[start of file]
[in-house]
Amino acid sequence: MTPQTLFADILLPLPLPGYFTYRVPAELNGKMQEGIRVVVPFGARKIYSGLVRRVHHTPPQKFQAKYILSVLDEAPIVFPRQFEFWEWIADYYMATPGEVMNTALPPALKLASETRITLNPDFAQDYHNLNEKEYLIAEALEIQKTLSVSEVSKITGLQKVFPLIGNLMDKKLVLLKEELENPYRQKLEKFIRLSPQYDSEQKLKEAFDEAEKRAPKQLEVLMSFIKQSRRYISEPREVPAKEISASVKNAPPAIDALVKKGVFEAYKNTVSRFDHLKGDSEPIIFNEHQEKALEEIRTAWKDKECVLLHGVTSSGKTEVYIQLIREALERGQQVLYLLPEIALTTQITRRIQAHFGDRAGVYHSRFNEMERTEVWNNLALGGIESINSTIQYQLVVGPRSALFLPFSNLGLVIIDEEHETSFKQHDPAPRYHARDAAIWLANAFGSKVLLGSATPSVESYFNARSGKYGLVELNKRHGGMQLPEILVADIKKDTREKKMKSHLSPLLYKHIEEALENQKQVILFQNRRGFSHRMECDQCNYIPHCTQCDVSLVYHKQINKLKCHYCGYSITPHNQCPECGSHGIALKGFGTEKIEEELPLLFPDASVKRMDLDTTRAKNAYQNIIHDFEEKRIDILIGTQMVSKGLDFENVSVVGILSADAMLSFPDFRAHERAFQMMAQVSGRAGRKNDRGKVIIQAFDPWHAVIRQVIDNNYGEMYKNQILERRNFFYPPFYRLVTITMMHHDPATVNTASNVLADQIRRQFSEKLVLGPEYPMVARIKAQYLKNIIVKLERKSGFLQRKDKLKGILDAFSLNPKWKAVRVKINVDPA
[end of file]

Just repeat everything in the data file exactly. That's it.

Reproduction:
[in-house]
Amino acid sequence: MTPQTLFADILLPLPLPGYFTYRVPAELNGKMQEGIRVVVPFGARKIYSGLVRRVHHTPPQKFQAKYILSVLDEAPIVFPRQFEFWEWIADYYMATPGEVMNTALPPALKLASETRITLNPDFAQDYHNLNEKEYLIAEALEIQKTLSVSEVSKITGLQKVFPLIGNLMDKKLVLLKEELENPYRQKLEKFIRLSPQYDSEQKLKEAFDEAEKRAPKQLEVLMSFIKQSRRYISEPREVPAKEISASVKNAPPAIDALVKKGVFEAYKNTVSRFDHLKGDSEPIIFNEHQEKALEEIRTAWKDKECVLLHGVTSSGKTEVYIQLIREALERGQQVLYLLPEIALTTQITRRIQAHFGDRAGVYHSRFNEMERTEVWNNLALGGIESINSTIQYQLVVGPRSALFLPFSNLGLVIIDEEHETSFKQHDPAPRYHARDAAIWLANAFGSKVLLGSATPSVESYFNARSGKYGLVELNKRHGGMQLPEILVADIKKDTREKKMKSHLSPLLYKHIEEALENQKQVILFQNRRGFSHRMECDQCNYIPHCTQCDVSLVYHKQINKLKCHYCGYSITPHNQCPECGSHGIALKGFGTEKIEEELPLLFPDASVKRMDLDTTRAKNAYQNIIHDFEEKRIDILIGTQMVSKGLDFENVSVVGILSADAMLSFPDFRAHERAFQMMAQVSGRAGRKNDRGKVIIQAFDPWHAVIRQVIDNNYGEMYKNQILERRNFFYPPFYRLVTITMMHHDPATVNTASNVLADQIRRQFSEKLVLGPEYPMVARIKAQYLKNIIVKLERKSGFLQRKDKLKGILDAFSLNPKWKAVRVKINVDPA